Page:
Using coupons to save money on groceries can be challenging. Perhaps you’ve tried using coupons, and you didn’t receive the savings you expected. You put a lot of effort into your planning and preparation, but the payoff was miniscule.
Many people collect coupons, clip coupons, save coupons, organize coupons and bring their coupons to the grocery store, only to save 20% or less on their entire order. The small amount saved by using coupons when shopping hardly seems worthwhile.
I once had the same frustrations, and I made many common couponing mistakes. Over time, however, I learned a lot of strategies and best practices for using coupons. In order to help move you from the 20%-30% savings level to the 80%-90% extreme couponing level, we’ve compiled a comprehensive list of the coupon mistakes to avoid, and tips to get the most savings from your coupons.
Common Mistakes When Grocery Shopping with Coupons
1. Using a Coupon on a Full-Priced Item
If you use a $1.00 off coupon on a full-priced box of cereal priced at $4.99, you don’t save much money. This actually violates the two tenets of extreme couponing: Only buy items that are on sale, and combine that sale with one or more coupons.
Wait until the cereal is on sale to use the coupon. For example, if the store has a two for $4.00 promotion, charging $2.00 for one box of the $4.99 cereal, you can buy the cereal, use the coupon, and only pay $1.00 for the box. That’s an 80% savings off of the original price! You are not obligated to buy two boxes on a sale like this.
2. Buying Anything on Sale
Just because an item is on sale doesn’t mean it is a good sale. An item that’s usually $2.99, and has a sale price of two items for $5.00, isn’t much of a sale. Wait for a better sale to splurge and use your coupons. When you use your coupons for items that are deeply discounted, you will save the most money.
Before you buy an item, calculate the price of the discount item, plus your coupon savings, to see if the resulting price offers a real savings. Remember, you set the price you want to pay for an item. If a store’s sale prices and your coupons won’t save you enough money, don’t buy the item!
3. Being Brand Loyal
Post or Kellogg’s Raisin Bran? Skippy peanut butter or Jif? Which brands should you buy? The answer: Whichever one you can get for free or close to free using your coupons.
Many people start down the road to extreme couponing because of a major impetus in their life, like a loss of income, a baby on the way, or too much debt. This is not the time to be brand loyal. You need to save money, and you can’t do that if you pass on good deals because you prefer a different brand.
If you can buy a necessary item for free or close to free, don’t worry about the brand; just take advantage of the savings.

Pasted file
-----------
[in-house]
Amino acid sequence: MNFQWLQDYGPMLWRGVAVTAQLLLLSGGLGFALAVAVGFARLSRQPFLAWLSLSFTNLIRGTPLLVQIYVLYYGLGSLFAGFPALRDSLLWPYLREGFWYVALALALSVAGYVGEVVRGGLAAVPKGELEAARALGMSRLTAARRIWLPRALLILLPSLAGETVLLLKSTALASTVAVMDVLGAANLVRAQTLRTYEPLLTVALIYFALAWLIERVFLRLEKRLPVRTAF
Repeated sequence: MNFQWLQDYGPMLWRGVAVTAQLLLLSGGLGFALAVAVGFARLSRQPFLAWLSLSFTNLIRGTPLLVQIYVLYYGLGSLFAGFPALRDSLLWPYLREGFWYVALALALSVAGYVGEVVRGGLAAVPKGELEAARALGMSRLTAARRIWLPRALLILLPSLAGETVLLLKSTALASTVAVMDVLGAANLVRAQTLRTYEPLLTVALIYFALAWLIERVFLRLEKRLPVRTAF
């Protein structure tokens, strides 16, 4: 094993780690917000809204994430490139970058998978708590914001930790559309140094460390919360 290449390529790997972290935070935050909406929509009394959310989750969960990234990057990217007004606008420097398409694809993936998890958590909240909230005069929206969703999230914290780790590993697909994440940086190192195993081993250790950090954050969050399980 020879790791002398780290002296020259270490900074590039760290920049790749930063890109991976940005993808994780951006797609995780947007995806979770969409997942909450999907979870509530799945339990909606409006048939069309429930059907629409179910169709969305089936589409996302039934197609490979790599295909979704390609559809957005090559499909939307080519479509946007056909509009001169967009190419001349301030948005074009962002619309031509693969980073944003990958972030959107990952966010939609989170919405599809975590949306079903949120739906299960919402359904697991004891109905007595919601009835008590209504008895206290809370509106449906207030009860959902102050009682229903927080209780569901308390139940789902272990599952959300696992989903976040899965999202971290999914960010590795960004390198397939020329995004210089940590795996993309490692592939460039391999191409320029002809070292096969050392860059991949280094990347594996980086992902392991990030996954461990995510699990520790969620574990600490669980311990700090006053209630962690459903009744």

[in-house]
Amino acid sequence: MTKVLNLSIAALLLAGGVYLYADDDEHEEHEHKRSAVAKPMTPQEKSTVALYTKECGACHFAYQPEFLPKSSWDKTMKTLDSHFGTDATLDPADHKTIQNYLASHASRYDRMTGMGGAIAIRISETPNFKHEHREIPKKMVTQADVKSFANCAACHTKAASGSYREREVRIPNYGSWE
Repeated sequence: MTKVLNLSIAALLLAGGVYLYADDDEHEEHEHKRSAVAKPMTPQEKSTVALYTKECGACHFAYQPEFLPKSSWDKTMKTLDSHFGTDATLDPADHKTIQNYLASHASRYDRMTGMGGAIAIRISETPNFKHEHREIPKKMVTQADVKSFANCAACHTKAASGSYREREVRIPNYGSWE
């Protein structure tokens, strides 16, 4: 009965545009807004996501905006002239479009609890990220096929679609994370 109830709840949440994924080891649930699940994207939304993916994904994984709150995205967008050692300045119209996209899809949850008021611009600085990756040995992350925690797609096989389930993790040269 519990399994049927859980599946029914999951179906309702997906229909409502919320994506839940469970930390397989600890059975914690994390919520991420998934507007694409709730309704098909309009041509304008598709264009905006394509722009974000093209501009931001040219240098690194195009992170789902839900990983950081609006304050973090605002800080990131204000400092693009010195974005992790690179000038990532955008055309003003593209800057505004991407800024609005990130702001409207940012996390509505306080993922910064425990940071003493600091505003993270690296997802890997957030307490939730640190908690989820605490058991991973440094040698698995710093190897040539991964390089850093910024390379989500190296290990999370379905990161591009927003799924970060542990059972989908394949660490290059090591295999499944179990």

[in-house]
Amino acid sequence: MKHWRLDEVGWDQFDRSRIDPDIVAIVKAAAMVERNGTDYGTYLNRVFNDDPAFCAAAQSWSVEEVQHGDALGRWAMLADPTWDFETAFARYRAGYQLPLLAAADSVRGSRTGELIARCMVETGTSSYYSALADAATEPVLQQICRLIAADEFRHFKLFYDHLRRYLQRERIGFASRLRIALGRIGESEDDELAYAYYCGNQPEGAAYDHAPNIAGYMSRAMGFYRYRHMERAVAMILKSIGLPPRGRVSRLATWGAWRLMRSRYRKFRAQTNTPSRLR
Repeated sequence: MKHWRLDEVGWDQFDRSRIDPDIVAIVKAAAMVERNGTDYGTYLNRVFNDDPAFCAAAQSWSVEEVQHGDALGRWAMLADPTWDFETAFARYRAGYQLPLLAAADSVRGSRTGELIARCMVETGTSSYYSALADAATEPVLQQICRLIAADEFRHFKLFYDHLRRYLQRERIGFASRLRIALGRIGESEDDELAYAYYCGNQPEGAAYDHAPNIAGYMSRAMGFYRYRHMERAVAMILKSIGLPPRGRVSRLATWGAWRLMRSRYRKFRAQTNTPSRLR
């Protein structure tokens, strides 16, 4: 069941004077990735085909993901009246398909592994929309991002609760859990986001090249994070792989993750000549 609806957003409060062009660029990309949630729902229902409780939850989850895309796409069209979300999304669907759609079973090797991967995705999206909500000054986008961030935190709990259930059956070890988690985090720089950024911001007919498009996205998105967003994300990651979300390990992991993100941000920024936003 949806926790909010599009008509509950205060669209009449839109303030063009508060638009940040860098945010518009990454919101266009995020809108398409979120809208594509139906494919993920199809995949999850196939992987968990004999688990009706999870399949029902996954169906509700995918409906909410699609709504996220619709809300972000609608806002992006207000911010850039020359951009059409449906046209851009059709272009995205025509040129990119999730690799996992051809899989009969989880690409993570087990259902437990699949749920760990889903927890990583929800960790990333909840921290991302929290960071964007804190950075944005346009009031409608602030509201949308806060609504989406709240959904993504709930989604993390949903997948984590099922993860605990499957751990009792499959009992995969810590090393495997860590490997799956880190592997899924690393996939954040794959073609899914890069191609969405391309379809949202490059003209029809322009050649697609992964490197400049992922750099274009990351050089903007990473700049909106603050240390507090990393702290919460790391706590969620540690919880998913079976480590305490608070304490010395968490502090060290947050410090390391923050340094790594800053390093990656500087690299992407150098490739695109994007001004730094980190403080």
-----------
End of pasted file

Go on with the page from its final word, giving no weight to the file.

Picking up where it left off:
4. Using Every Coupon
Some coupons don’t represent a real savings. For example, a coupon for $0.50 off of two boxes of brand name cereal won’t result in a real savings. That’s only $0.25 off each box of cereal. Even during a good sale, the coupon may not take the total price down to what you want to pay for the cereal. Wait for a better coupon and for another sale.
Sometimes you will have good coupons but no sales on the items you need, and the coupons approaching expiration date. Let them expire! You don’t have to use the coupons and make mistake #1, using a coupon on a full-priced item.
Our family routinely throws out expired coupons because the items didn’t go on sale, the sale wasn’t good enough, or the coupon wasn’t enough of a savings. Pass on deals that don’t represent a true savings. If you really need the item, buy one or two of them now, and wait to buy in bulk until the item is discounted.
5. Buying Every Great Deal
Only buy items that you need to buy. Otherwise, you will buy products you do not need, or buy products that expire before you have a chance to use them. Jumping on every great deal out there significantly lightens your wallet, and defeats the whole purpose of couponing.
6. Clipping Every Coupon
I used to cut out each coupon, one at a time, from the nine coupon inserts that we receive with our newspaper. Then I learned the time-saving secret that 1st graders use in art class. Stack like pages together from all of your inserts first, and then cut them out, using a single action.
If you use the coupon binder method, this saves you a lot of time. If you use the whole insert method of storing your coupons, put like pages together, and file the entire inserts. Use a paper cutter for cutting multiple inserts. In addition, make sure to quickly scan the coupon inserts and discard coupons you don’t need. This makes sorting quicker and easier.
7. Printing Coupons You Don’t Use
Online printable coupons from websites like Coupons.com can save you money. However, you must use computer paper and ink to print the coupons, which costs money and wastes paper. Many people print every online coupon available, and then throw most of them away. Print online coupons as you need them, to use during store sales.